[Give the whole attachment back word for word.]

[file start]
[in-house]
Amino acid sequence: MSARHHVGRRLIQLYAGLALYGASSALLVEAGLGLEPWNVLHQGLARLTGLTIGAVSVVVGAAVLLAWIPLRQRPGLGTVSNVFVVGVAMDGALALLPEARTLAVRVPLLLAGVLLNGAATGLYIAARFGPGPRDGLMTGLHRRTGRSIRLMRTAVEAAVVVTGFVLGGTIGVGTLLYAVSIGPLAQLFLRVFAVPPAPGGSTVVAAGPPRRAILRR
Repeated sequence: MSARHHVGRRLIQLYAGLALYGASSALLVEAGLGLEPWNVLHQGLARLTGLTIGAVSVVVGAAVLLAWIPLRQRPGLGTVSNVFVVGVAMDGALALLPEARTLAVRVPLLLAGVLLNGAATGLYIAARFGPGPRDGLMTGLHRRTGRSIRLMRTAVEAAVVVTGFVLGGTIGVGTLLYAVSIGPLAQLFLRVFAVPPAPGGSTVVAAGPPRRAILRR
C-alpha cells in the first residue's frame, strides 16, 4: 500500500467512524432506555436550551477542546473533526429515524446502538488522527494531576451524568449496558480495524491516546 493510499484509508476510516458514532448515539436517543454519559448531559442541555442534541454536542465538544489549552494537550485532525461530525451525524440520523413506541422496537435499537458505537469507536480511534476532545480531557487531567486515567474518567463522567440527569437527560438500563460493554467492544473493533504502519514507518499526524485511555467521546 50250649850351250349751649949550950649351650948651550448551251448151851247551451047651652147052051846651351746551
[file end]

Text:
[in-house]
Amino acid sequence: MSARHHVGRRLIQLYAGLALYGASSALLVEAGLGLEPWNVLHQGLARLTGLTIGAVSVVVGAAVLLAWIPLRQRPGLGTVSNVFVVGVAMDGALALLPEARTLAVRVPLLLAGVLLNGAATGLYIAARFGPGPRDGLMTGLHRRTGRSIRLMRTAVEAAVVVTGFVLGGTIGVGTLLYAVSIGPLAQLFLRVFAVPPAPGGSTVVAAGPPRRAILRR
Repeated sequence: MSARHHVGRRLIQLYAGLALYGASSALLVEAGLGLEPWNVLHQGLARLTGLTIGAVSVVVGAAVLLAWIPLRQRPGLGTVSNVFVVGVAMDGALALLPEARTLAVRVPLLLAGVLLNGAATGLYIAARFGPGPRDGLMTGLHRRTGRSIRLMRTAVEAAVVVTGFVLGGTIGVGTLLYAVSIGPLAQLFLRVFAVPPAPGGSTVVAAGPPRRAILRR
C-alpha cells in the first residue's frame, strides 16, 4: 500500500467512524432506555436550551477542546473533526429515524446502538488522527494531576451524568449496558480495524491516546 493510499484509508476510516458514532448515539436517543454519559448531559442541555442534541454536542465538544489549552494537550485532525461530525451525524440520523413506541422496537435499537458505537469507536480511534476532545480531557487531567486515567474518567463522567440527569437527560438500563460493554467492544473493533504502519514507518499526524485511555467521546 50250649850351250349751649949550950649351650948651550448551251448151851247551451047651652147052051846651351746551